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ROtational Motions: a new observable for seismologY

Final Report Summary - ROMY (ROtational Motions: a new observable for seismologY)

Seismology is a science based on the observation of ground motions using seismometers. Seismometers measure three orthogonal components of linear motions (up-down and in NS and EW directions). However the ground also undergoes three independent rotational motions that have never been routinely observed. These motion types are difficult to measure. The starting point of the proposal was the fact that no sensor dedicated to seismology existed. Prior studies of this motion type was possible with a single-component high-end, very expensive instrument developed for the purpose of geodesy: a ring laser, the socalled G-ring.

The primary goals of the ROMY project was to build on this experience and construct a first-of-its kind multicomponent ring laser system at the Geophysical Observatory in Munich. With a substantial further contribution by the host institution (Ludwig-Maximilians-University Munich) a tetrahedral shaped 4-component ringlaser (one component for redundancy) could be designed and constructed that was installed in 2016. The ring laser technology requires nano-precision to allow the establishment of the optical path of laser light around each triangular “ring” with 12m side length. For each of the four rings this optical path could be established. This implies that for the first time, the complete vector of Earth’s rotation could be directly observed with this instrument. While currently the resolution of Earth’s polar motion is still in the area of O(100m), further stabilization measures may bring the resolution down by several orders of magnitude, making it comparable and complementary to Very Long Baseline Interferometry (VLBI).

When ring laser operate well for geodesy, they clearly fulfill the requirements for seismology. The ROMY ring has allowed observing earthquake and ocean-related ground motions with all 6 motion components with unprecedented sensitivity. The instrumental setup helps in particular solving the current enigma (or at least providing high-quality additional observations) to understand the amount of Love waves observed in the ocean generated noise. We are still waiting to observe the first free oscillation of the Earth that are excited by large earthquakes.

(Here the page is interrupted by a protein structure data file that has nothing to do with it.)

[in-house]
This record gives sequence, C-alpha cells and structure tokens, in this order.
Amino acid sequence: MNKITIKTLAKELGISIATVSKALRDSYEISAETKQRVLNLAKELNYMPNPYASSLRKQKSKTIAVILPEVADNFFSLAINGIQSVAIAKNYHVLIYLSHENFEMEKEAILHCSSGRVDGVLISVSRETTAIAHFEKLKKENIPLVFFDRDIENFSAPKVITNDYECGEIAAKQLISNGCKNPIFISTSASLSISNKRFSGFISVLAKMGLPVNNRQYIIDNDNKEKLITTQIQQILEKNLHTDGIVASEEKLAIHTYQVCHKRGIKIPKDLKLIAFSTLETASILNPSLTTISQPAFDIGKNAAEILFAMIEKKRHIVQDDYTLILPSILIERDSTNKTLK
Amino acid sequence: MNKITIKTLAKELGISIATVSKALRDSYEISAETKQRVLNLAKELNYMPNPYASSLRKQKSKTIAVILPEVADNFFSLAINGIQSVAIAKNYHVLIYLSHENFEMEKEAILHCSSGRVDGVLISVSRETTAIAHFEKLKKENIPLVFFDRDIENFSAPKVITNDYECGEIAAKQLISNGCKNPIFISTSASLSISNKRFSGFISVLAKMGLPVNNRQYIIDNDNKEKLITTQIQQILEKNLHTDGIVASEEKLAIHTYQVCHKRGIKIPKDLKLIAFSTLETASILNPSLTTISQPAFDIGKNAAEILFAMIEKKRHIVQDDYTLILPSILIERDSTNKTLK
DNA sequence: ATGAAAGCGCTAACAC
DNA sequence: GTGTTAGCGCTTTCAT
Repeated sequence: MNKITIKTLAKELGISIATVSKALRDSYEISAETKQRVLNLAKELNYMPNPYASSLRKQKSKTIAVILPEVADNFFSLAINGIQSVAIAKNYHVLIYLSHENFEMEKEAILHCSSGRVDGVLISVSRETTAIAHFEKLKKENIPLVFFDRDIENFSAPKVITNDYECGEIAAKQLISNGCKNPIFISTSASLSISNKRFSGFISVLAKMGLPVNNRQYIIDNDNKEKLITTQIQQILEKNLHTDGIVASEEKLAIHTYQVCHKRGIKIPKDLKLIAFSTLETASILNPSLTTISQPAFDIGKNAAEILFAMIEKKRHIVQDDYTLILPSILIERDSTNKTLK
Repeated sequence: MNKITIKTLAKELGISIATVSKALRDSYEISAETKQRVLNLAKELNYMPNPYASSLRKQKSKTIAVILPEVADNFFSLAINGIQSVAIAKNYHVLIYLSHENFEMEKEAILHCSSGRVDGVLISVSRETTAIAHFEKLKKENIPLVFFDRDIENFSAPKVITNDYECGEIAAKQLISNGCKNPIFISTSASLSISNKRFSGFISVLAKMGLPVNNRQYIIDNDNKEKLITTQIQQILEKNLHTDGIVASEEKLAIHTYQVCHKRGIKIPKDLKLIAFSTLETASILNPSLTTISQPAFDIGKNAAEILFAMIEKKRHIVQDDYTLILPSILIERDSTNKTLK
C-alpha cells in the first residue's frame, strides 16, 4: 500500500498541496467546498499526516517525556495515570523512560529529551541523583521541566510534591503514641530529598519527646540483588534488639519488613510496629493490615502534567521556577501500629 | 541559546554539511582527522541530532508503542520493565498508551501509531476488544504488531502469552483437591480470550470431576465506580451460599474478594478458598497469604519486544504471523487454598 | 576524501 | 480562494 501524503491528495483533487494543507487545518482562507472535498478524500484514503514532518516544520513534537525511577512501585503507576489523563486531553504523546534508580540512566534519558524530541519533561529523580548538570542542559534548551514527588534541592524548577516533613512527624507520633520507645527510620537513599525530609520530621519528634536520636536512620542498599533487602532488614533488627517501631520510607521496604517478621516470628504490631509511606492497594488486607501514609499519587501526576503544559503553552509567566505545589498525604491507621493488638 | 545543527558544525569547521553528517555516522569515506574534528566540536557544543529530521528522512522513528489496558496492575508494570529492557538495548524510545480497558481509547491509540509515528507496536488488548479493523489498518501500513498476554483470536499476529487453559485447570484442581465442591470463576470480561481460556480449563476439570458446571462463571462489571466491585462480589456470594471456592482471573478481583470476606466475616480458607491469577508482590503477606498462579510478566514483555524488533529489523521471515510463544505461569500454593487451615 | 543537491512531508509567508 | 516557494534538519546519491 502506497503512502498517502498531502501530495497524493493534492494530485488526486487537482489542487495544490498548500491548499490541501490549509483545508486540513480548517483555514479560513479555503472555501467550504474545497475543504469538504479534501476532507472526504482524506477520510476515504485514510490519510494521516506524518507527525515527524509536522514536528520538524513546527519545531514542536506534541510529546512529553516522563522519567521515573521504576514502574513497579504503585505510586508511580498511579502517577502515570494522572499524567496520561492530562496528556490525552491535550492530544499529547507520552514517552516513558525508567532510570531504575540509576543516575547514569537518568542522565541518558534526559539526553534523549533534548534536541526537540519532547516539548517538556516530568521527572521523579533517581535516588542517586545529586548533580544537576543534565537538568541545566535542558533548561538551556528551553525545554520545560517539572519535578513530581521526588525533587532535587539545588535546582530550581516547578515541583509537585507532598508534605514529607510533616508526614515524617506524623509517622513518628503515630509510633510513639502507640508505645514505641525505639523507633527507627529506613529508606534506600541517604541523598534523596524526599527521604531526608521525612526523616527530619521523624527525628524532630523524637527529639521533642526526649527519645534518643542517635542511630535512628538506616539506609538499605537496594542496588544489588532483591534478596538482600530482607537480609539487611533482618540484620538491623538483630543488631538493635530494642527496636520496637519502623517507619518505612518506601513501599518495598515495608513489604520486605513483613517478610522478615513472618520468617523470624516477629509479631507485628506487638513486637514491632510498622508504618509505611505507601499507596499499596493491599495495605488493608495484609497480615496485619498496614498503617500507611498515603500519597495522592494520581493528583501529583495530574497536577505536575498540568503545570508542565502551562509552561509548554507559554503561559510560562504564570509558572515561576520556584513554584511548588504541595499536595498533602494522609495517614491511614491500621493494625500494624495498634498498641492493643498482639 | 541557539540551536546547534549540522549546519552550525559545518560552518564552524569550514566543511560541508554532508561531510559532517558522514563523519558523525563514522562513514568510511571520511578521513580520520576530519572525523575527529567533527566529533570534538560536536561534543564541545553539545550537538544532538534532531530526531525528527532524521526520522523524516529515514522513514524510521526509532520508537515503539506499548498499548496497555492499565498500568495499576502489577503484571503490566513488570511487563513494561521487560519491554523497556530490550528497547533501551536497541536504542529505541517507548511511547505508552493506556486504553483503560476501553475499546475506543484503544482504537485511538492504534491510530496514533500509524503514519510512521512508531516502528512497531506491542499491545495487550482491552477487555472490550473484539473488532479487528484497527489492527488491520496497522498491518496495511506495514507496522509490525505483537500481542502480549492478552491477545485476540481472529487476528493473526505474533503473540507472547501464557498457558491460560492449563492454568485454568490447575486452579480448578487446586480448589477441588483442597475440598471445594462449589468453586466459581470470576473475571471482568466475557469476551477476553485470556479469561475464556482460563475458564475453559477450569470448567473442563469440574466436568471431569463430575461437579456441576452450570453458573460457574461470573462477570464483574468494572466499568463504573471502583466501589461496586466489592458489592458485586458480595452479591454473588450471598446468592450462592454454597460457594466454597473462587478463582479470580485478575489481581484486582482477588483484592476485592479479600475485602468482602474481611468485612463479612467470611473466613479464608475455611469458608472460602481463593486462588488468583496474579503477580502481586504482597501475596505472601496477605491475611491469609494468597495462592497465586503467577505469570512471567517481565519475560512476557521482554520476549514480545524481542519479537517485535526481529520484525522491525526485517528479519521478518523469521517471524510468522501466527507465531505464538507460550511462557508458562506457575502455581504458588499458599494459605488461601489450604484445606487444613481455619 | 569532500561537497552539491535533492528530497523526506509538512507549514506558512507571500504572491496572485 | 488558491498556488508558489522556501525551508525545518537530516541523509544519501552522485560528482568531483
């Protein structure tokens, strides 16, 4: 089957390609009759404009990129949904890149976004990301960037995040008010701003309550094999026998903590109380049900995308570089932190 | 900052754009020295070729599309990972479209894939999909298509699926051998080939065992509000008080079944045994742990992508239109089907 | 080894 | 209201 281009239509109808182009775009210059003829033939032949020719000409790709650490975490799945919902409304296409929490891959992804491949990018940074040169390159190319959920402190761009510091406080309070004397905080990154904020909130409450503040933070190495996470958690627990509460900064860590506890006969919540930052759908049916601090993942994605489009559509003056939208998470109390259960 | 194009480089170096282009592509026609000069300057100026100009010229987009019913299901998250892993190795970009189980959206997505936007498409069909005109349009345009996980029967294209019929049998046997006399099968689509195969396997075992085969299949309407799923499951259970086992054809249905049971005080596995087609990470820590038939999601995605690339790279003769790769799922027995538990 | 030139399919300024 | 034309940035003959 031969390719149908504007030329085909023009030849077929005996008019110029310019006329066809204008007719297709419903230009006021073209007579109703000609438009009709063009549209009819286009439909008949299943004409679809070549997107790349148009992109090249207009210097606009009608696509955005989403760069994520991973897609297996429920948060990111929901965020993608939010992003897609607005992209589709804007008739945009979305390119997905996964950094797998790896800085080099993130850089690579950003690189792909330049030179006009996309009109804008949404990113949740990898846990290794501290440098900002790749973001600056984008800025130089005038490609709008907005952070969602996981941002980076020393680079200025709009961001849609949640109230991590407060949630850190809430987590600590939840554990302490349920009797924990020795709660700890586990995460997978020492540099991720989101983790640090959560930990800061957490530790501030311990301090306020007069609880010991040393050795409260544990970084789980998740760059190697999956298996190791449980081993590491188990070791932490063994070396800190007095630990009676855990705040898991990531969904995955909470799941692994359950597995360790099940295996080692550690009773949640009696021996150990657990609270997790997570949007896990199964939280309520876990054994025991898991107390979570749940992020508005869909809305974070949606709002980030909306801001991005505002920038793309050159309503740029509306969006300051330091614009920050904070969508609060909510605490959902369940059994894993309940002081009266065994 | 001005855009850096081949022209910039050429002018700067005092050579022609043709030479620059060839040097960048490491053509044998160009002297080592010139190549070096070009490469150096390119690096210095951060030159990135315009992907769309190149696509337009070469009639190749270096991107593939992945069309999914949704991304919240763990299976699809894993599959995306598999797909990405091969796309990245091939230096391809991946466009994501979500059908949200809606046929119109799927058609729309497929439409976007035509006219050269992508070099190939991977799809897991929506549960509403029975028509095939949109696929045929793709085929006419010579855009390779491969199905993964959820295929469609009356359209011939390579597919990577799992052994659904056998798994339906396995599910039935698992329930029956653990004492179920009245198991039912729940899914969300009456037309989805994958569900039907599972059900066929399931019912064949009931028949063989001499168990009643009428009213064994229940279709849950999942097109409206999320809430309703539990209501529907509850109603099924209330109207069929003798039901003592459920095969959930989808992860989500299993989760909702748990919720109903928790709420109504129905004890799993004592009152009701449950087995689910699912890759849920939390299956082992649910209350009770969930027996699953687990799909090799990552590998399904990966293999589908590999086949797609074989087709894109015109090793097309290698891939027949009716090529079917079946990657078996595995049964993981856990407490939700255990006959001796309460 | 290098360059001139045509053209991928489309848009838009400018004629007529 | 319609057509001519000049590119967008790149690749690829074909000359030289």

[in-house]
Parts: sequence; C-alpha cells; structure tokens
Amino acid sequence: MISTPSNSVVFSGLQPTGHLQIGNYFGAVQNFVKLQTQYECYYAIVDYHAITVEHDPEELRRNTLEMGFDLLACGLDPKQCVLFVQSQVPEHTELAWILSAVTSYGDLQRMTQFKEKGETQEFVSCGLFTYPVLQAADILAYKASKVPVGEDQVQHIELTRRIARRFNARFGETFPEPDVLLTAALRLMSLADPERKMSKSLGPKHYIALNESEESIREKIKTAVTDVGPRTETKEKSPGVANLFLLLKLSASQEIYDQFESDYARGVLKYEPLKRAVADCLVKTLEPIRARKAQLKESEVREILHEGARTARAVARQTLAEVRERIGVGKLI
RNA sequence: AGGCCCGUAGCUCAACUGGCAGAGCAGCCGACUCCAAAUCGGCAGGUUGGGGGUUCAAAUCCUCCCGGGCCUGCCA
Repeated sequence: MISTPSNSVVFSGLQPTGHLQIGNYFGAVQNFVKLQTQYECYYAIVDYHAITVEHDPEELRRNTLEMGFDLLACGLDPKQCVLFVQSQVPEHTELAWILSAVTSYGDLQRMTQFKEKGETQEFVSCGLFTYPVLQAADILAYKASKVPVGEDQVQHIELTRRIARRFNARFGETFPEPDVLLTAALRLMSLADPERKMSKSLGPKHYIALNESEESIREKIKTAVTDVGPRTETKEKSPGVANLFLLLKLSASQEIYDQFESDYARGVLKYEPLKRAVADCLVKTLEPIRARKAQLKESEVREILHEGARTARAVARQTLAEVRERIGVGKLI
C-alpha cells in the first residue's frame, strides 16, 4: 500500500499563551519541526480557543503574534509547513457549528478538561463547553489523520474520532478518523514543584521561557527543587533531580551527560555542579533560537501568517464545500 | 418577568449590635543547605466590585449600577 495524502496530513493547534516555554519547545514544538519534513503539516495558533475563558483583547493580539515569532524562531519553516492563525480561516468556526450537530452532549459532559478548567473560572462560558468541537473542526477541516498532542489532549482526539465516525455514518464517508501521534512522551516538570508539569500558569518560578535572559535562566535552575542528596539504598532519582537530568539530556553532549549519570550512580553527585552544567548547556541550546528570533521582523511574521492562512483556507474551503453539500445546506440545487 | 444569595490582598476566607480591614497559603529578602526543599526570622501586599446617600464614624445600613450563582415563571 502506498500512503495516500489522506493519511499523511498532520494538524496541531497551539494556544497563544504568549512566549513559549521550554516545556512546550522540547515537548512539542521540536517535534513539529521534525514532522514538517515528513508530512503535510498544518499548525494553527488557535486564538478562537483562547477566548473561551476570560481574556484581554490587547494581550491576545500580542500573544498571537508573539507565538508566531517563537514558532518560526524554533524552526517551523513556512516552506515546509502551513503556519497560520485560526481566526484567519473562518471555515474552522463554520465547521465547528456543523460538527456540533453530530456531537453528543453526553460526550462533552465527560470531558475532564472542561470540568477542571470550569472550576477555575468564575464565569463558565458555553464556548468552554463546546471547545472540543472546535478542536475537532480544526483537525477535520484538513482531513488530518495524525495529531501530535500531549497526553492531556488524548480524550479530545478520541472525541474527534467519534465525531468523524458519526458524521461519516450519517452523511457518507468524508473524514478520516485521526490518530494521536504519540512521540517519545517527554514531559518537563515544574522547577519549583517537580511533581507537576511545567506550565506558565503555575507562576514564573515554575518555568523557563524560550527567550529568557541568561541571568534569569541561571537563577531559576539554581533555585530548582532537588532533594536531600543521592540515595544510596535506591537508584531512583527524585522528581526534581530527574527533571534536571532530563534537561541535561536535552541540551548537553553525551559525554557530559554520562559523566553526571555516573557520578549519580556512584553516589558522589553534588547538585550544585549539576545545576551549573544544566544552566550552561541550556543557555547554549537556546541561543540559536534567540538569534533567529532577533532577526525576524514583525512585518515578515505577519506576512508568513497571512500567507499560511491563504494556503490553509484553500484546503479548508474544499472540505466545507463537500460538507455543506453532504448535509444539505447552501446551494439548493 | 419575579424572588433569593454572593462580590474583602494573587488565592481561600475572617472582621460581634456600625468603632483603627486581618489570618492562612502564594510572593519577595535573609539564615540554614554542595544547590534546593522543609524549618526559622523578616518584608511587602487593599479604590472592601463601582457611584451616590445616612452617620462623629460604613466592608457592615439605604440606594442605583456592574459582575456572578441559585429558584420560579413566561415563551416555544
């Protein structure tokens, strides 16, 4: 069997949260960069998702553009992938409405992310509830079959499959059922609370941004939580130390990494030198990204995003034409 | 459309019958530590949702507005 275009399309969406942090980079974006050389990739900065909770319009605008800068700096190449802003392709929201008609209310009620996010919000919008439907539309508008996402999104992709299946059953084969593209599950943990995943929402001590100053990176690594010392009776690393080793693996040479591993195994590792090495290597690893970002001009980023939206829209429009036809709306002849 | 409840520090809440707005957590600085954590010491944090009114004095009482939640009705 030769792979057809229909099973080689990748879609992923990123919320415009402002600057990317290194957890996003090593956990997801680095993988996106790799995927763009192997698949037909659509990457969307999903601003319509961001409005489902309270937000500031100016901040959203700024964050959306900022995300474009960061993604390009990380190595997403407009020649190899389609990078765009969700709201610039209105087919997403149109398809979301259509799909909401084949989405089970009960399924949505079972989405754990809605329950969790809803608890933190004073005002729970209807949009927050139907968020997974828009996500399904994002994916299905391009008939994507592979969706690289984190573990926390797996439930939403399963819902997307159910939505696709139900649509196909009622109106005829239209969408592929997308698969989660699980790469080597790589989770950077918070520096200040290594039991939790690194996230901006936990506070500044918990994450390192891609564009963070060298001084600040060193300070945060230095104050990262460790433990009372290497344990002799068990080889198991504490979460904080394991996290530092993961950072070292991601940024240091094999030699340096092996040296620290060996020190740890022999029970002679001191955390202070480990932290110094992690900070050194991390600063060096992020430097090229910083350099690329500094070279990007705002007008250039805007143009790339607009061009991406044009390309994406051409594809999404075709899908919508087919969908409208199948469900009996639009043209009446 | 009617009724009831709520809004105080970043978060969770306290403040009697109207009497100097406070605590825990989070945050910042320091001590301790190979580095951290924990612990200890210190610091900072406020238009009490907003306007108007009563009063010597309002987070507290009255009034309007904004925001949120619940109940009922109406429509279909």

An unexpected development during the first half of the project led to an exciting new product: the first commercial broadband portable rotation sensor for seismology. The French company iXblue, a world leader in navigation technology for marine, air and space applications, accepted our promotion for a sensor in geophysics and started a new product line called blueSeis-3A (www.blueseis.com). The ROMY Team provided the detailed technical specifications for this sensor and carried out the first laboratory characterizations and field tests. The sensor solves some fundamental issues in seismology such as correcting the tilt-contamination of classic broadband seismometers that is highly relevant for strong motions (near field of earthquakes or volcanic signals), ocean-bottom observations and long-period observations. The sensor has now been extensively tested, calibrate, and validated and is ready for geophysical applications. It is important to now that – through this development – new flavors of fibre-optic based sensors for ground motion sensing are being developed in particular for geophysical observatories (larger, higher resolution) and earthquake engineering (smaller, lower resolution) in both cases with a wide range of applications.

The ROMY project has established a new instrumentation strategy both for geophysics and geodesy. Several new projects have emerged that would not have been possible without ROMY. Notably the H2020 funded PIONEERS project that aims at bringing the 6C concept to planetary exploration. New projects aim at studying active fault zones and the vibration of building with the 6C instrumentation concept. Further info at www.romy-erc.eu).